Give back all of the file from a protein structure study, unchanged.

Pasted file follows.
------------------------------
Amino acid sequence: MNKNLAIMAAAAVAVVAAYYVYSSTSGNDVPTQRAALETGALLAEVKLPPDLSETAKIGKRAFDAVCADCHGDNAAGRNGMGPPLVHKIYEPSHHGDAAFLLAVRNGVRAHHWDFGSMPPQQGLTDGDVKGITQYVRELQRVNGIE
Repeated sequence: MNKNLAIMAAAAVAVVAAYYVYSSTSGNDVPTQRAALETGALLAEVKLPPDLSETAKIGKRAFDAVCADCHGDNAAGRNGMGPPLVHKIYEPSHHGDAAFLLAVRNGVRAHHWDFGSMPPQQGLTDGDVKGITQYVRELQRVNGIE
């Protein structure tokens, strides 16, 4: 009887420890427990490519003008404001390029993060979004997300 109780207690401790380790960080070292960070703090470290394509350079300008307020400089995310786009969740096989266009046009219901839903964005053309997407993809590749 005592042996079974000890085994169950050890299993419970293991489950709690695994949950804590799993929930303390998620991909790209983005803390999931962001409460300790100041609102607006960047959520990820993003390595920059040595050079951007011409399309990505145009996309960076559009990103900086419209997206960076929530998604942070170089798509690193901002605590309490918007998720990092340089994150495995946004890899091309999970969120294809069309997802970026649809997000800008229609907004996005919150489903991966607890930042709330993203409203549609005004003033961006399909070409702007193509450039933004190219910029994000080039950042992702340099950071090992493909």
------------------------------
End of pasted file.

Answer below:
Amino acid sequence: MNKNLAIMAAAAVAVVAAYYVYSSTSGNDVPTQRAALETGALLAEVKLPPDLSETAKIGKRAFDAVCADCHGDNAAGRNGMGPPLVHKIYEPSHHGDAAFLLAVRNGVRAHHWDFGSMPPQQGLTDGDVKGITQYVRELQRVNGIE
Repeated sequence: MNKNLAIMAAAAVAVVAAYYVYSSTSGNDVPTQRAALETGALLAEVKLPPDLSETAKIGKRAFDAVCADCHGDNAAGRNGMGPPLVHKIYEPSHHGDAAFLLAVRNGVRAHHWDFGSMPPQQGLTDGDVKGITQYVRELQRVNGIE
């Protein structure tokens, strides 16, 4: 009887420890427990490519003008404001390029993060979004997300 109780207690401790380790960080070292960070703090470290394509350079300008307020400089995310786009969740096989266009046009219901839903964005053309997407993809590749 005592042996079974000890085994169950050890299993419970293991489950709690695994949950804590799993929930303390998620991909790209983005803390999931962001409460300790100041609102607006960047959520990820993003390595920059040595050079951007011409399309990505145009996309960076559009990103900086419209997206960076929530998604942070170089798509690193901002605590309490918007998720990092340089994150495995946004890899091309999970969120294809069309997802970026649809997000800008229609907004996005919150489903991966607890930042709330993203409203549609005004003033961006399909070409702007193509450039933004190219910029994000080039950042992702340099950071090992493909």